The path towards cloud-native applications is being adopted by more and more companies. For green-field applications this is a natural choice to architect your applications in a way so that they can be developed, deployed and operated in a cloud environment. This of course could mean on-prem, hybrid or public cloud.
When thinking about your heritage applications and your desire to modernize those, a cloud migration isn’t typically an easy thing to do. Not primarily because of technical reasons, but typically because they exist for a reason and in many cases these applications are mission-critical. Once you made a transformation decision and you created a business case, the next step is to come up with a suitable roadmap for the application. In a previous post, I described the major approaches of such a transformation. In my opinion there is only one suitable way if you truly want to leverage cloud-native concepts and make use of benefits from a cloud deployment … and that is a re-architecture.
Whether you follow a symmetrical or asymmetrical approach is dependent upon the application architecture and your enterprise architecture landscape. An important piece of the concept is to have the application artifacts represented in a platform independent model (PIM) so that you can then transform them into a platform specific implementation. The basic concept of having such an abstraction layer follows the Model Driven Architecture (MDA) approach. A great source of information for further reading can be found at a website led by Jordi Cabot named Modeling Languages.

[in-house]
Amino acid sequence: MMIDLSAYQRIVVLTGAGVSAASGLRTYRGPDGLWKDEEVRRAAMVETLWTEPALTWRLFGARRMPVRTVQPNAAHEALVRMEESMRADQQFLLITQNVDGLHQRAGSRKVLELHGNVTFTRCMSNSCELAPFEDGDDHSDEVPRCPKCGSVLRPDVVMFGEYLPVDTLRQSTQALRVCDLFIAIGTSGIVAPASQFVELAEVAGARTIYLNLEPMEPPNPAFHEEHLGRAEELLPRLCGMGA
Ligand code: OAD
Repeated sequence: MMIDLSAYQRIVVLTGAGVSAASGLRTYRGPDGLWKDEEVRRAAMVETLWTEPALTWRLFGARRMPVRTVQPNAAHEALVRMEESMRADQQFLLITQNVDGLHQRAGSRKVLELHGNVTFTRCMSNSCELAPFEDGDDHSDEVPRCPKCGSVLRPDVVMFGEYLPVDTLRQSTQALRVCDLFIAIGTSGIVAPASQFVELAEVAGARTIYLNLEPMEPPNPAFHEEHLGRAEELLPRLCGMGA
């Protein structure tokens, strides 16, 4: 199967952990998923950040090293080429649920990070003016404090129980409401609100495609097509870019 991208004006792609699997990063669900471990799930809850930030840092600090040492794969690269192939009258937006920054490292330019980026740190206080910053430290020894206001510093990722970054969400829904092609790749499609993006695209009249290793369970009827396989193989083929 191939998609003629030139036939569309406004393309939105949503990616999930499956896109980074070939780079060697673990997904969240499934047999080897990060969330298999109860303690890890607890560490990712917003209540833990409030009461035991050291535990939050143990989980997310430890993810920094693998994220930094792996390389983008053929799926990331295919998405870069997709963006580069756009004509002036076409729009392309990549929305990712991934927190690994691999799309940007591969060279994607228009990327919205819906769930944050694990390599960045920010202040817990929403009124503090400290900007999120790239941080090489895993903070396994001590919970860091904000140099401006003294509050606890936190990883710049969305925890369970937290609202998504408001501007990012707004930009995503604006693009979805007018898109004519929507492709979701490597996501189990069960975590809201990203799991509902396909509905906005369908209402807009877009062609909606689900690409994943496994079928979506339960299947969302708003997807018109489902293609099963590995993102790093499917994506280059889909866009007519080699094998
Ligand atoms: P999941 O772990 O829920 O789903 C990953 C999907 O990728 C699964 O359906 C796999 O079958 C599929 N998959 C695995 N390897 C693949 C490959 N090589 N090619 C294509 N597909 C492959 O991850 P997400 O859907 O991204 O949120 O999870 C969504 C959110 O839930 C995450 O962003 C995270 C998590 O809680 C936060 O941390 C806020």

<img src="https://cdn.kimpel.com/20170206-Re-Architect-applications-for-the-cloud-1024x270.png" alt="">
So, the question is, how can we take what we have gathered in the PIM and re-architect it into something new? A great benefit of having all logic that makes up your application available in a platform independent model is that you can then use highly customizable templates to generate a new application architecture from the PIM. Out of the box, an MDA approach typically generates web applications with pre-built, standard target reference architectures like:
- Java (Hibernate, Spring, AngularJS)
- .NET (Entity Framework, Web API, AngularJS)
You can easily deploy these into a PaaS environment. For instance, the .NET solution can be deployed to an Azure App Service without modification. As another example, as recently mentioned, the Java solution can also be deployed to the SAP HANA Cloud Platform (HCP).
Just to prove the flexibility of such a templating engine, I also created some additional template packages for target platforms such as:
- Salesforce’s Force.com
- target generated source code contains
- (Pivotal) Cloud Foundry
- future state application uses
- Spring Java configuration and bean profiles to configure the application and the connection objects needed to use the persistence stores
- Database services on Cloud Foundry: application stores the same domain objects in one of a variety of different persistence technologies - relational, document, and key-value stores
- Spring Framework and Spring Boot
- Spring Cloud Connectors library to inspect the environment when running on Cloud Foundry
- o application can be build using Gradle and deployed using Cloud Foundry’s native tools (CF command line interface CLI)
These packages act as samples that can be leveraged to jumpstart your cloud development. All of these templates can be adjusted and adopted to your specific needs and requirements.
Of course, you can create these cloud apps by hand, but 1. we already harvested a lot of artifacts that already exist in the PIM, 2. manual per se increases effort and defect level, and 3. the re-usable aspect of templates created and adopted once and used multiple times.
Let me help you re-architect to the cloud. Contact me to get moving.